Monks and volunteers assisting with the rescue efforts after the earthquake in Nepal
When people think about Buddhist monks and nuns they usually think of them sitting high up in the mountains somewhere, meditating for countless hours and rarely making any contact with modern civilization. For some isolated communities this might be true but for the majority of the ordained Buddhists, their lives are a mixture of traditional monastery life as well as modern day living. They may spend several hours a day meditating, chanting and studying, but many monks and nuns are well-versed in how to use Facebook, have mobile phones and in Buddhist traditions where the uniform code is a bit more relaxed, some of them may even wear Nike shoes. (more…)
As our lives get busier and more frantic, eating has become an activity that we usually do alongside other activities. Be it watching TV, working, answering emails, or thinking about what we need to do next; rarely do we eat our meals with mindfulness and enjoy the flavors of the food. It’s almost as though we don’t consider eating interesting enough that we need to create further excitement by reading the news, checking Twitter or texting. I’m sure we have all experienced getting to the end of the meal and wondering where it all went, or we wish we could have just one more bite to enjoy the flavor of the food.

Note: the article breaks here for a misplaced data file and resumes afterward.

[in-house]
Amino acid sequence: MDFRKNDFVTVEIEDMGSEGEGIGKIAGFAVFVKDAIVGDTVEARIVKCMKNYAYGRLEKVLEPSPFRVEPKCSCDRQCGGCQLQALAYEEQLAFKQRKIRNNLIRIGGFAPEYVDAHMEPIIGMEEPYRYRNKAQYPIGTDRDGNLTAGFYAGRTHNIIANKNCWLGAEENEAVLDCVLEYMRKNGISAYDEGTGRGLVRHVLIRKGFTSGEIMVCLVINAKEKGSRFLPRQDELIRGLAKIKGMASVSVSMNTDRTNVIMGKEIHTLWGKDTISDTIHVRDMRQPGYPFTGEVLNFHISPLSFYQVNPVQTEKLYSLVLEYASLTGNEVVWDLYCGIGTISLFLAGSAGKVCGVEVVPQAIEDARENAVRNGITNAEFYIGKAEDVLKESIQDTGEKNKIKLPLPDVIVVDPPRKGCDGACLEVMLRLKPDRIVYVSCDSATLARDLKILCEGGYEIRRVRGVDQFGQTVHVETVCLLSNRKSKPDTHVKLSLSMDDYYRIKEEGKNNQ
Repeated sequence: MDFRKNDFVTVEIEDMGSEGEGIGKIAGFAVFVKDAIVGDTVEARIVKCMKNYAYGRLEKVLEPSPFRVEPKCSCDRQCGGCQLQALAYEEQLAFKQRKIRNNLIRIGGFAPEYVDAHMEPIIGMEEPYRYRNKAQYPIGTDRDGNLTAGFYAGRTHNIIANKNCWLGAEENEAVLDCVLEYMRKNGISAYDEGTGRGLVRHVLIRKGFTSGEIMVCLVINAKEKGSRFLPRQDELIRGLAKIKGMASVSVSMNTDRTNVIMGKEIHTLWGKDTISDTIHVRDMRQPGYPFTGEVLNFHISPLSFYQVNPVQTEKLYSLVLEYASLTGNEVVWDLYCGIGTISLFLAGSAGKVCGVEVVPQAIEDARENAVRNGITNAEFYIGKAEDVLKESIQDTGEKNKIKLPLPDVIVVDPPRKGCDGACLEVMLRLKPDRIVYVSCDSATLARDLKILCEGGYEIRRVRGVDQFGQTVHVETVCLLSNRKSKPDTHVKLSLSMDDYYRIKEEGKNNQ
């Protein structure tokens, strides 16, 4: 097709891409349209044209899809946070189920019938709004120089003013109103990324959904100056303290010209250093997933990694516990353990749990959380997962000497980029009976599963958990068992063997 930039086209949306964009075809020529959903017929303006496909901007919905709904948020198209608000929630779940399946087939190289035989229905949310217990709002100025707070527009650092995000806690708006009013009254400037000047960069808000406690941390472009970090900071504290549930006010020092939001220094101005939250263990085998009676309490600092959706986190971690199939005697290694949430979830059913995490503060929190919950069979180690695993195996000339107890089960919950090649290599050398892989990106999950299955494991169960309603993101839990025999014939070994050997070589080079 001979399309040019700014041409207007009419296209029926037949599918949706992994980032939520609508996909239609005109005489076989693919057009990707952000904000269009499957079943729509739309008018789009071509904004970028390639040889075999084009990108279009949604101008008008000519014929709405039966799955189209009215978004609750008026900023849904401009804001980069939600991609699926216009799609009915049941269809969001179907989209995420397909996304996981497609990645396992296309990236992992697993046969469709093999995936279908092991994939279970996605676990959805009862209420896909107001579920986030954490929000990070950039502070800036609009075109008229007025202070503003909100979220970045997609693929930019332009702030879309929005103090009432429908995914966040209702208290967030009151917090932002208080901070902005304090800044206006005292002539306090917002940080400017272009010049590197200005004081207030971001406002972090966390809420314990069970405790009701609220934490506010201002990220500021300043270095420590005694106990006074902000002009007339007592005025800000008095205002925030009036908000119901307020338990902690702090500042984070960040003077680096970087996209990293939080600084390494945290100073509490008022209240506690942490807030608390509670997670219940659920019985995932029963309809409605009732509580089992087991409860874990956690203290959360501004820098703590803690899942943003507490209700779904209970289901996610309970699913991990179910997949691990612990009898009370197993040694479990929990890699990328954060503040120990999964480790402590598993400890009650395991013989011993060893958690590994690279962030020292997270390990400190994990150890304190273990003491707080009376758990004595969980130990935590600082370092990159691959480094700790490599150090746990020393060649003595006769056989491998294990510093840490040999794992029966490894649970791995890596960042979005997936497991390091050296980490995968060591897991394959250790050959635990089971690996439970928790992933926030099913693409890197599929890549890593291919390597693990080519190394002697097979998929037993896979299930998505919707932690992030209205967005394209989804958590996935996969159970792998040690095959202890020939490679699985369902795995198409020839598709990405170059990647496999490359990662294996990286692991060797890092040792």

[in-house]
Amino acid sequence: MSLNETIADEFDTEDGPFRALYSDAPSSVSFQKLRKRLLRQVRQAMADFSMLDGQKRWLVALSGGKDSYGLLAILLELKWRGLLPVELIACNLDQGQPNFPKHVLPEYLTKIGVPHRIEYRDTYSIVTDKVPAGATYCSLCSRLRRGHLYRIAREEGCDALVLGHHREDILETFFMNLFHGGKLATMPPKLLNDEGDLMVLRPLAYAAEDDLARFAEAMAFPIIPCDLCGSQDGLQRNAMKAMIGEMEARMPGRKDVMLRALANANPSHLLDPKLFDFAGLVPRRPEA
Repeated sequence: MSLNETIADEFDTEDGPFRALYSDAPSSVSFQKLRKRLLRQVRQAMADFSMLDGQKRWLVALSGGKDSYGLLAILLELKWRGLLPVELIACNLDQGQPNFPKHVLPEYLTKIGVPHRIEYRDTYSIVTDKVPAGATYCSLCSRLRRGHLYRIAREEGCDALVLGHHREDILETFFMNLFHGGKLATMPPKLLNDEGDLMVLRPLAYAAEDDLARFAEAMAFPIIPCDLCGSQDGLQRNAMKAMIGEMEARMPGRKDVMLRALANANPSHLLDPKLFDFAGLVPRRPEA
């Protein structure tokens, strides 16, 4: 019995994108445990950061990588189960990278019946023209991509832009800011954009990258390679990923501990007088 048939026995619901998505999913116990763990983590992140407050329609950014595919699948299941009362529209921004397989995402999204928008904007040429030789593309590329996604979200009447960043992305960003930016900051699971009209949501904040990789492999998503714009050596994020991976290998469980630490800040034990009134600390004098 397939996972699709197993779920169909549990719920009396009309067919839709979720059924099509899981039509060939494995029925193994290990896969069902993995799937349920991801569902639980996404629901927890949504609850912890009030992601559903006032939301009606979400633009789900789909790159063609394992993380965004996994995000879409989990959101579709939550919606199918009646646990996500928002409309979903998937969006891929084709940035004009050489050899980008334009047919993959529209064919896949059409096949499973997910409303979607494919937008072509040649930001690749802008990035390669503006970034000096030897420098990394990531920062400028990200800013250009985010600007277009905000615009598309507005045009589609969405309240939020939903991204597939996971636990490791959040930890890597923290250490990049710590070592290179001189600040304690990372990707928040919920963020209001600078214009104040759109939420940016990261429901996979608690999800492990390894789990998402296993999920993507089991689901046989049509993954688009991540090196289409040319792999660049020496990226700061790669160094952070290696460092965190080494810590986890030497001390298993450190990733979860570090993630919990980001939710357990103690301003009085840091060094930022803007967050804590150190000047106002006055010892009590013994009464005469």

Another aspect of mindless eating that we are usually guilty of, is looking forward to the next bite instead of savoring the mouthful that is already in our mouth. We’re thinking about how good the next spoonful will be, or worst still, we’re thinking about the delicious dessert we plan to eat after our delicious meal. And this is something we all experience. Our mind always seems to be looking forward to something better in the future, even if the future is just a spoonful of food away.
Eating without mindfulness is what most of us are doing on a daily basis. We ‘hoover’ in the food to satisfy the hunger pains so we can move onto life’s more important tasks. But the practice of mindfulness teaches us that there is nothing more precious than the present moment, so even eating becomes an activity that is worthy of our undivided attention. (more…)